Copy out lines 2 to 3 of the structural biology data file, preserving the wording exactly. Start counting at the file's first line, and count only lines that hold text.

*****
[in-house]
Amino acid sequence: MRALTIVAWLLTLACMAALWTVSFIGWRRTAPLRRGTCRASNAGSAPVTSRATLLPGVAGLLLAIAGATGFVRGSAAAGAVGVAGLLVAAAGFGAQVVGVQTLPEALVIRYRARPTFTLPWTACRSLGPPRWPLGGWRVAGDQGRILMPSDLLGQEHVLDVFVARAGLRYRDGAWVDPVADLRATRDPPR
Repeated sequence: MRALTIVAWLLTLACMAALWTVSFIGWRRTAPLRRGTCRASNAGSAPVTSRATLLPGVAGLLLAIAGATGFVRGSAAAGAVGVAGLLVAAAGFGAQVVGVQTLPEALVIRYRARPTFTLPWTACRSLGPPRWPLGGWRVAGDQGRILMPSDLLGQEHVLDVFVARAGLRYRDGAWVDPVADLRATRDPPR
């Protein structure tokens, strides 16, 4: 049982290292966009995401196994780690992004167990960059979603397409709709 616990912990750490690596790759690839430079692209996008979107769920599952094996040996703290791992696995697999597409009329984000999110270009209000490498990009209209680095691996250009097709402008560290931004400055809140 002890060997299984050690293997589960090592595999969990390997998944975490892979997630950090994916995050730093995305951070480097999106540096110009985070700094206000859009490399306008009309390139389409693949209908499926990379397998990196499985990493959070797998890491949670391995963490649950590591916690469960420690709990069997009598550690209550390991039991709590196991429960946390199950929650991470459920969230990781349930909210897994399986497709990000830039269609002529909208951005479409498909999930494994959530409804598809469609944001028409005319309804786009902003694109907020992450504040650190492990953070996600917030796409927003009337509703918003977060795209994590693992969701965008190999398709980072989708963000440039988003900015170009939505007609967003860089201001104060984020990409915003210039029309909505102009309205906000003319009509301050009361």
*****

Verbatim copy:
Amino acid sequence: MRALTIVAWLLTLACMAALWTVSFIGWRRTAPLRRGTCRASNAGSAPVTSRATLLPGVAGLLLAIAGATGFVRGSAAAGAVGVAGLLVAAAGFGAQVVGVQTLPEALVIRYRARPTFTLPWTACRSLGPPRWPLGGWRVAGDQGRILMPSDLLGQEHVLDVFVARAGLRYRDGAWVDPVADLRATRDPPR
Repeated sequence: MRALTIVAWLLTLACMAALWTVSFIGWRRTAPLRRGTCRASNAGSAPVTSRATLLPGVAGLLLAIAGATGFVRGSAAAGAVGVAGLLVAAAGFGAQVVGVQTLPEALVIRYRARPTFTLPWTACRSLGPPRWPLGGWRVAGDQGRILMPSDLLGQEHVLDVFVARAGLRYRDGAWVDPVADLRATRDPPR